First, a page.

Iain Duncan Smith wants to know why he hasn’t been taken to court like Boris

Iain Duncan Smith. Picture: Nigel Sutton.

Iain Duncan Smith. Picture: Nigel Sutton. - Credit: Nigel Sutton

Iain Duncan Smith is wondering why he isn't included in the flurry of legal activity around Boris Johnson, saying: 'What about me?'

Private prosecutor Marcus J Ball. Photograph: Supplied.

Private prosecutor Marcus J Ball. Photograph: Supplied. - Credit: Archant

Tory leadership hopeful Boris Johnson will face court in a private prosecution brought by campaigner Marcus Ball, who says that the politician deliberately misled the public with a now-infamous Leave campaign slogan.

READ: Boris Johnson to receive court summons over £350 million Brexit campaign claimIain Duncan Smith, speaking on Talk Radio, defended the slogan on the side of a bus that read: "We send the EU £350 million a week. Let's fund our NHS instead."

He said that the figure was broadly accurate, and that it was "quite legitimate" to quote the UK's gross contribution, and not the net contribution, which is roughly half.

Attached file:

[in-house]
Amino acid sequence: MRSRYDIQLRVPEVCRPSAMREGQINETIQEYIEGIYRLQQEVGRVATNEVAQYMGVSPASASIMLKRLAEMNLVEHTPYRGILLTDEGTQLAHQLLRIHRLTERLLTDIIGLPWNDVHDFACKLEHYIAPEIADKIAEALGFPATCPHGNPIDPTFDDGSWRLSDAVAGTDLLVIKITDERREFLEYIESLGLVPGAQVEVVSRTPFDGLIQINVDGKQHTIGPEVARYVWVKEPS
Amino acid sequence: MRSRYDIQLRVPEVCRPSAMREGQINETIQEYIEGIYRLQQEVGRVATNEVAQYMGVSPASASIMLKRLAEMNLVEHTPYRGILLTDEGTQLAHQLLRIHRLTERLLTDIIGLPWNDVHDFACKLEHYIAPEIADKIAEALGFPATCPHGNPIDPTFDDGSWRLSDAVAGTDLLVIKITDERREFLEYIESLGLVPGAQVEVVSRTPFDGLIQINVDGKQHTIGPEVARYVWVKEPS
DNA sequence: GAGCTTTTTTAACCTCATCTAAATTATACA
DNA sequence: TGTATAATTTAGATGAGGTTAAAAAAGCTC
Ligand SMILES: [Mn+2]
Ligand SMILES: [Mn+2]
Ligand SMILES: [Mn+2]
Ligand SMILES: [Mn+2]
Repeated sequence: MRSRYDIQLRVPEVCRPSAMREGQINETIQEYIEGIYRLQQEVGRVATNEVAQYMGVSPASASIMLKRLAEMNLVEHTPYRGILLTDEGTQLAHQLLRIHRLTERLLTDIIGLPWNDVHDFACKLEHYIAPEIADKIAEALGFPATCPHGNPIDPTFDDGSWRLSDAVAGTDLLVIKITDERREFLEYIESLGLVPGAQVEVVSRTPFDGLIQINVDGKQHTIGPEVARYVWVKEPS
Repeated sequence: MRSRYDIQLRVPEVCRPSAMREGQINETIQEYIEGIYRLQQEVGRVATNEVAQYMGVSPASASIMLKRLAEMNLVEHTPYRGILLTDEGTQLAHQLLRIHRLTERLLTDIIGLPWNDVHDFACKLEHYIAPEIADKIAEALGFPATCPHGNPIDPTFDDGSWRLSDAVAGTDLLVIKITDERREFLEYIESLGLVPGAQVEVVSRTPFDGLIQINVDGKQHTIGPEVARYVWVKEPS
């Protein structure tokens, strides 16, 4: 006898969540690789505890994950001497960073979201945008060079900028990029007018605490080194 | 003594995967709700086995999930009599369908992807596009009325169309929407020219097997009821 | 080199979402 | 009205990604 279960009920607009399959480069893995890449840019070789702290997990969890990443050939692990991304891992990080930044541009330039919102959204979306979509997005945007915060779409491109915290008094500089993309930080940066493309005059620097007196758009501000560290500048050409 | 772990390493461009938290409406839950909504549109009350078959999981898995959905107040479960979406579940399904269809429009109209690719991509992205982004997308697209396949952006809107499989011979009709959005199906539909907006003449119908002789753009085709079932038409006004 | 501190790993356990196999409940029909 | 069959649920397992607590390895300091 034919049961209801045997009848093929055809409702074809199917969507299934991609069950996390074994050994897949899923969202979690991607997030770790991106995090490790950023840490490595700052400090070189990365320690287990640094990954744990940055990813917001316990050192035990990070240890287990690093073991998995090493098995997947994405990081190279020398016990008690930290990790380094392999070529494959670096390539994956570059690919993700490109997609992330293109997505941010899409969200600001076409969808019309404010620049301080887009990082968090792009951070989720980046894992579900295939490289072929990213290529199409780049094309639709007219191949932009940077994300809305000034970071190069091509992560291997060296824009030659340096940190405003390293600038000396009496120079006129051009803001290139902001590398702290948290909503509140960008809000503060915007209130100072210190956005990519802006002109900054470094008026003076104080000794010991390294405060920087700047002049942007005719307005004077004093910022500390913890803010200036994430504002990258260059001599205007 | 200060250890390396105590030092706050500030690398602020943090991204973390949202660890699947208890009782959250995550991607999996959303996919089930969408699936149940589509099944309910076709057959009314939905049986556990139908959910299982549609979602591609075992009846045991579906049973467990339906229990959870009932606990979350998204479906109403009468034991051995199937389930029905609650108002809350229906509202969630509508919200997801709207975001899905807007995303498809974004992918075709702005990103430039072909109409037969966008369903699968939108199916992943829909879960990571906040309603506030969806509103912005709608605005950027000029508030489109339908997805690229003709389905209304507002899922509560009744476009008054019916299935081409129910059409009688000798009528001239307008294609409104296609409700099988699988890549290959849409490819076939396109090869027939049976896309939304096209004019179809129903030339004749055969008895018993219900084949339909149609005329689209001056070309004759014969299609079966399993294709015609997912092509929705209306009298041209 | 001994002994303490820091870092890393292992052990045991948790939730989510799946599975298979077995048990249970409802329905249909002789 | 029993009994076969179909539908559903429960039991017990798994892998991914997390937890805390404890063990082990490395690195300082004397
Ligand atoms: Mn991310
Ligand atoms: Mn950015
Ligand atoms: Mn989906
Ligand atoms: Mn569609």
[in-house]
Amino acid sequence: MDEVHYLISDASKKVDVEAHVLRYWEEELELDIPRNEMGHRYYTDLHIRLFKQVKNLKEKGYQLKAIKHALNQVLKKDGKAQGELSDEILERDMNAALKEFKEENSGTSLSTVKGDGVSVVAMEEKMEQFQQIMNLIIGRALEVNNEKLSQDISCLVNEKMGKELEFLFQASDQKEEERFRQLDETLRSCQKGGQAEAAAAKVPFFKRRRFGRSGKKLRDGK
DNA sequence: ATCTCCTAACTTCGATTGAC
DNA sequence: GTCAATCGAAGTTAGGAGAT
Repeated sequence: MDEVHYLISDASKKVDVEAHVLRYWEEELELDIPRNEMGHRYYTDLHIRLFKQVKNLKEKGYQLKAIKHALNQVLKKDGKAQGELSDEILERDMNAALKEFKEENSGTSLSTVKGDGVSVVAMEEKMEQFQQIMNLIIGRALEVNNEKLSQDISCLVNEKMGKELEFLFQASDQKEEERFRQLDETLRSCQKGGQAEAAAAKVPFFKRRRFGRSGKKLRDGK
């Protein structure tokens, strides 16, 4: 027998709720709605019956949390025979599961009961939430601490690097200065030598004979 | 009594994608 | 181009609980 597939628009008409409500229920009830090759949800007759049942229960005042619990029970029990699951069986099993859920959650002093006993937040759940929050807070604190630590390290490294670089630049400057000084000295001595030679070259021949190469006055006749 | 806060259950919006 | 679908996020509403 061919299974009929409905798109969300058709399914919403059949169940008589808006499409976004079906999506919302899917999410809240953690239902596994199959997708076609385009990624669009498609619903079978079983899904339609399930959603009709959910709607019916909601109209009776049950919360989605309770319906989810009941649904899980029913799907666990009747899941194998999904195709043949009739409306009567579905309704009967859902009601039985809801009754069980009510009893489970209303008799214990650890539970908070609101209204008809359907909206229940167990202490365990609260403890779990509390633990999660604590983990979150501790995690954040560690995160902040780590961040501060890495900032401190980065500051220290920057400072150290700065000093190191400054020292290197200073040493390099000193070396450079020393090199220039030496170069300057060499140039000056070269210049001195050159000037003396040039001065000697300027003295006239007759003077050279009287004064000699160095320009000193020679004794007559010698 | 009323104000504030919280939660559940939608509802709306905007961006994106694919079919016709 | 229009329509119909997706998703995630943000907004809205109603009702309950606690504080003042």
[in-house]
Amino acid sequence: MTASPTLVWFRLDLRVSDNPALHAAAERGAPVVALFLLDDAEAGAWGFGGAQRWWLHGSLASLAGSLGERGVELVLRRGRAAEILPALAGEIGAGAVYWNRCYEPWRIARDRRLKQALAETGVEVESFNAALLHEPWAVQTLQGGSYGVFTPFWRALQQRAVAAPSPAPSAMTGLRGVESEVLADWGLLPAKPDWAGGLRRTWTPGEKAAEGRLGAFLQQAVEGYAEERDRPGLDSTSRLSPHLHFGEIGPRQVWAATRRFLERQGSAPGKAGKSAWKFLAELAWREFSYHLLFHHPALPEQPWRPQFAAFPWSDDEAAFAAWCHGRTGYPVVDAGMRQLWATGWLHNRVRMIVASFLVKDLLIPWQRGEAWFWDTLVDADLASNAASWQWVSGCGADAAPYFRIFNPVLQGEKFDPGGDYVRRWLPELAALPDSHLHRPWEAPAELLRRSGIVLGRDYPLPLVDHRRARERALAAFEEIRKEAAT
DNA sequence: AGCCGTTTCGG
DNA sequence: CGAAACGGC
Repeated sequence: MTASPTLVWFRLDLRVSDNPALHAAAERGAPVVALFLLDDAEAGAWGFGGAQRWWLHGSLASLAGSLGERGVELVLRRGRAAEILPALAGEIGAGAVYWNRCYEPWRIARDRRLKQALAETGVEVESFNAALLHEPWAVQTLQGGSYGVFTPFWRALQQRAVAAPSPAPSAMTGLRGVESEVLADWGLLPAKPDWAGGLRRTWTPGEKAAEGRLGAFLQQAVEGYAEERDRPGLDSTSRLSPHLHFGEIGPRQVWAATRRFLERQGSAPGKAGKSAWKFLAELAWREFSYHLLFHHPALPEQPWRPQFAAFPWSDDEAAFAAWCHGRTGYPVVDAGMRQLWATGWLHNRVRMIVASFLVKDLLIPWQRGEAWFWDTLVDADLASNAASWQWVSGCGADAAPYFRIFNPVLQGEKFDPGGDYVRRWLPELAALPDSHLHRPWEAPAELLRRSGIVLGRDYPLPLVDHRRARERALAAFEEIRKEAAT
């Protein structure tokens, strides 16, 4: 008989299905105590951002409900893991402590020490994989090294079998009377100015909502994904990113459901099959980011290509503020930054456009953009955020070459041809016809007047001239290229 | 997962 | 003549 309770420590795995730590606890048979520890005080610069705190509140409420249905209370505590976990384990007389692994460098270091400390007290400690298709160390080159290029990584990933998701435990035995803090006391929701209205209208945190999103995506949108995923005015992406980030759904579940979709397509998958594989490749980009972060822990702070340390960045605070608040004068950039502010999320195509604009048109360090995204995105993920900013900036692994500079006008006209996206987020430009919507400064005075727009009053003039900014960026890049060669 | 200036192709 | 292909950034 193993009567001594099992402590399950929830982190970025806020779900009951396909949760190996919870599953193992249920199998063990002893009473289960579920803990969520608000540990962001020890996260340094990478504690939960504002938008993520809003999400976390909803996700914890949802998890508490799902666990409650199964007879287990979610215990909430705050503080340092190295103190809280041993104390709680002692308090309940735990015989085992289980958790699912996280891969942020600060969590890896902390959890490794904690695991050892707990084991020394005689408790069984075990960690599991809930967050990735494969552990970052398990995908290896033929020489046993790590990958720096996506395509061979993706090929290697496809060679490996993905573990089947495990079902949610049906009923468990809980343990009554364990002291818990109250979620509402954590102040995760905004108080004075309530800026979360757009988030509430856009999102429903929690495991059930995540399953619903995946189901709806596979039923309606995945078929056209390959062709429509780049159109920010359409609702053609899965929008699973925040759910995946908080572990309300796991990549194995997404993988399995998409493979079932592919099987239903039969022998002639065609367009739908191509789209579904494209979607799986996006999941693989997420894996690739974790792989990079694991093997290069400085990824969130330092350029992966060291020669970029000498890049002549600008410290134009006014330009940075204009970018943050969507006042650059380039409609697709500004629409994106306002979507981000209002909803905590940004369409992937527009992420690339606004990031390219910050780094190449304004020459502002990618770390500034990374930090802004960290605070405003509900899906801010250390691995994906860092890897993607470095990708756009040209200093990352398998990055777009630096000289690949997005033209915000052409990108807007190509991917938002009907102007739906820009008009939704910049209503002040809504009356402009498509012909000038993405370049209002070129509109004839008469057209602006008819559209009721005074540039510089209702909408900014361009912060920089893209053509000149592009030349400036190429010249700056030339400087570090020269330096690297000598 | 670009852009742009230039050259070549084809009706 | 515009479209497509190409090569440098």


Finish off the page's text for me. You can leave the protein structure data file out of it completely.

He also said that it was "quite bizarre" that the case was taking on Boris Johnson alone.

"Michael Gove is serving in cabinet, what about him? What about me?


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"I was on that team and I was very happy with that figure and I debated it endlessly ... I still believe in it.

"This is all about the leadership election as well," he said, saying that Remainers "fear Boris Johnson anywhere near leadership".

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But Marcus Ball, talking to the New European when he first launched the case in 2018, had said it was "not a vendetta".

"My intention was to prosecute a lot more people than just Boris," said Ball.

"But as we went on the case narrowed and we came to the conclusion that this was the best course of action."

READ: Boris Johnson faces court over £350m claimIain Duncan Smith called the case "ludicrous" in practical terms. "It's also bizarre in the sense of bringing the courts into what is essentially a debating point."

He said the case was simply "district judges grandstanding", adding that "very junior judges" sometimes like to do this.

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